Tony: Bob, while I'm here, it's been amazing. People... And, you know, I don't know how they know.
Bob: Well, this guy is standing here in this beautiful blue... I don't know, brocade. I don't what they call that material, but it's like an amazing piece which frankly I would love to wear myself. So, he's confident about who he is, but also you just don't have this negative vibe. I imagine you don't hire people like that either.
Tony: Yes. We only hire nice people. It's true. We used to have a saying in the company, "No assholes." What we mean by that is we can't be one. We don't hire them. We don't partner with them. We don't let them make our product, distribute our product, sell our product.
Tony: And God forbid, you let them buy it because, you know, those really complaining whiney, those people that just never give up, they're the only ones that are not allowed to really take advantage of my lifetime warranty which is a no-question-asked lifetime. But I can promise you if you're listening to this, please be nice. Because if you're not nice when one of the few Hammitt's don't deliver, we're just... We really don't want you.
Bob: That's a great point because people think that like, I'm gonna beat up on my vendor.
Tony: Oh, my God. No.
Bob: And that's gonna be the greatest thing because that's smart because I had a trade group that said you really have to do that. You're like, "Why would you do that?"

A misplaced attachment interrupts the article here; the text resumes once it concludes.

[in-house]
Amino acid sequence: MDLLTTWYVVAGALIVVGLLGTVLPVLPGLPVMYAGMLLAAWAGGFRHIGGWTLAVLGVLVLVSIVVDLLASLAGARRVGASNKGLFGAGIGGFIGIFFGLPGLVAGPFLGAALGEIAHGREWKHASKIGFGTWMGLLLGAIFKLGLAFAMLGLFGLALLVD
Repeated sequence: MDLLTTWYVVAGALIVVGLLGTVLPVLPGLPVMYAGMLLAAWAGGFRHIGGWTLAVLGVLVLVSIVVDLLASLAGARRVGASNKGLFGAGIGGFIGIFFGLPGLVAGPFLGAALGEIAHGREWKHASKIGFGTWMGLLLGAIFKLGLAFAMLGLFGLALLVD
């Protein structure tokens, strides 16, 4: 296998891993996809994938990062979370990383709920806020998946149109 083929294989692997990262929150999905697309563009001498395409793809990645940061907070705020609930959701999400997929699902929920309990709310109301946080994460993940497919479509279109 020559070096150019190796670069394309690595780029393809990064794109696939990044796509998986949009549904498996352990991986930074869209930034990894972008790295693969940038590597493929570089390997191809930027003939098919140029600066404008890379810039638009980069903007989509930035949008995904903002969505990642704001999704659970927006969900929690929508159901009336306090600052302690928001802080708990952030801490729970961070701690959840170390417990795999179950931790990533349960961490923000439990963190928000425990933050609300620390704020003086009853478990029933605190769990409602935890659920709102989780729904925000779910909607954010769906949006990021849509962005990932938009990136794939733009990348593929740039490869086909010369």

Tony: [Crosstalk 00:15:09] When I say, no assholes, I'm talking to myself in the mirror right now. There's times I wanted to just like, "Wah." Even sometimes just simply when I have a person having a bad day. Maybe they're ringing me up somewhere, we met at a getting coffee. I've now turned it around and I call, you know, I met a guy called himself the day maker. And his whole job is to make people's day.
Bob: Bring them out of this.
Tony: So, I'm the moment maker. My job is just take a second. Once in a while I'll be like, "Hey. Maybe these people before got you there. What can I do to make your day way better because I got time to do that?" And so, you have...
Bob: That's an incredibly elevated way to think that, man.
Tony: And so half the time they'll go, "You just did."
Tony: And half the time they don't. And I'm like, "Hey, I gave it a shot."
Bob: I got 50/50.
Tony: I got 50/50.
Bob: The world's better.